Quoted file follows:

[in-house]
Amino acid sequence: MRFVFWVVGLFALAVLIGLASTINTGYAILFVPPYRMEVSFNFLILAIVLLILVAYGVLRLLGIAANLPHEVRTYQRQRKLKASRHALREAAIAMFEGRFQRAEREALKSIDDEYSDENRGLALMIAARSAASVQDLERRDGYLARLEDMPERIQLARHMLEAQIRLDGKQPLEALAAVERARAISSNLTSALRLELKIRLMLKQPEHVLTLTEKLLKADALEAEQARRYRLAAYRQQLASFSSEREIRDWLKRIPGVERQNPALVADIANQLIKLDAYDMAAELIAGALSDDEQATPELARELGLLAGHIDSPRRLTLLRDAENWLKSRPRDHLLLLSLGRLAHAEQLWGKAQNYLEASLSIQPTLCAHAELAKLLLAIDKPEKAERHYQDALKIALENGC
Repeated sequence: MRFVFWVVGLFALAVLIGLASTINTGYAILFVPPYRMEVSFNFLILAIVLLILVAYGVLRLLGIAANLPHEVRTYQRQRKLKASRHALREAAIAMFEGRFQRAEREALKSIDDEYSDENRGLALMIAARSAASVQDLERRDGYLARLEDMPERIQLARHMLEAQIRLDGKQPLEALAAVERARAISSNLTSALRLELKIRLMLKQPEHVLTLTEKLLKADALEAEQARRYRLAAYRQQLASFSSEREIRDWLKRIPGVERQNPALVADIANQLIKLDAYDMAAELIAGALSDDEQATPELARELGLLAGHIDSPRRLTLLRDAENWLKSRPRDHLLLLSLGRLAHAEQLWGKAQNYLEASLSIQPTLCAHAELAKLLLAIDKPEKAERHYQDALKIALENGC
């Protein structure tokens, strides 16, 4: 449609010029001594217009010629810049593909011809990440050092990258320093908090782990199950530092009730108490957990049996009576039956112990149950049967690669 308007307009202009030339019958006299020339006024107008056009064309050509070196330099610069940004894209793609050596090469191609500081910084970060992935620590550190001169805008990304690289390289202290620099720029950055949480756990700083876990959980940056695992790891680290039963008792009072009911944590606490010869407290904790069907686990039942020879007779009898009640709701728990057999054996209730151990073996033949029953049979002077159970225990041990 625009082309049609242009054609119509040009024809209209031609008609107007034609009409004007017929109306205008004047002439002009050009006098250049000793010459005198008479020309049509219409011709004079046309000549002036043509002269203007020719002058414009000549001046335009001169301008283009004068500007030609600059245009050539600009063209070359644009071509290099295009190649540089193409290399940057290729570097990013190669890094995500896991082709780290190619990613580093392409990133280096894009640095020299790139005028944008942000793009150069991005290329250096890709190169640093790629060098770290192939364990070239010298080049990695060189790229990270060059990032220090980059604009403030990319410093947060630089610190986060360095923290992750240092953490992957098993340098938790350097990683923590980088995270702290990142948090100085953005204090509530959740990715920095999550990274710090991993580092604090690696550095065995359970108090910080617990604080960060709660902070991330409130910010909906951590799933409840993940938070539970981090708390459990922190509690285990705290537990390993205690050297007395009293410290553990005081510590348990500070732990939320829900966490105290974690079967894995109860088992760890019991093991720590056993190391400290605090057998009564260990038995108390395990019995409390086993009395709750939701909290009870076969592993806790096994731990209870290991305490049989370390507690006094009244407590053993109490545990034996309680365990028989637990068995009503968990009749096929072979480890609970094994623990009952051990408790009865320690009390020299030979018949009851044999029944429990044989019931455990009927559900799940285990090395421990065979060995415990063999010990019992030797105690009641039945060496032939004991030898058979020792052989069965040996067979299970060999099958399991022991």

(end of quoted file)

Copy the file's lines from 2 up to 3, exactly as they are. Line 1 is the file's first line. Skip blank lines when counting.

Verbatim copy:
Amino acid sequence: MRFVFWVVGLFALAVLIGLASTINTGYAILFVPPYRMEVSFNFLILAIVLLILVAYGVLRLLGIAANLPHEVRTYQRQRKLKASRHALREAAIAMFEGRFQRAEREALKSIDDEYSDENRGLALMIAARSAASVQDLERRDGYLARLEDMPERIQLARHMLEAQIRLDGKQPLEALAAVERARAISSNLTSALRLELKIRLMLKQPEHVLTLTEKLLKADALEAEQARRYRLAAYRQQLASFSSEREIRDWLKRIPGVERQNPALVADIANQLIKLDAYDMAAELIAGALSDDEQATPELARELGLLAGHIDSPRRLTLLRDAENWLKSRPRDHLLLLSLGRLAHAEQLWGKAQNYLEASLSIQPTLCAHAELAKLLLAIDKPEKAERHYQDALKIALENGC
Repeated sequence: MRFVFWVVGLFALAVLIGLASTINTGYAILFVPPYRMEVSFNFLILAIVLLILVAYGVLRLLGIAANLPHEVRTYQRQRKLKASRHALREAAIAMFEGRFQRAEREALKSIDDEYSDENRGLALMIAARSAASVQDLERRDGYLARLEDMPERIQLARHMLEAQIRLDGKQPLEALAAVERARAISSNLTSALRLELKIRLMLKQPEHVLTLTEKLLKADALEAEQARRYRLAAYRQQLASFSSEREIRDWLKRIPGVERQNPALVADIANQLIKLDAYDMAAELIAGALSDDEQATPELARELGLLAGHIDSPRRLTLLRDAENWLKSRPRDHLLLLSLGRLAHAEQLWGKAQNYLEASLSIQPTLCAHAELAKLLLAIDKPEKAERHYQDALKIALENGC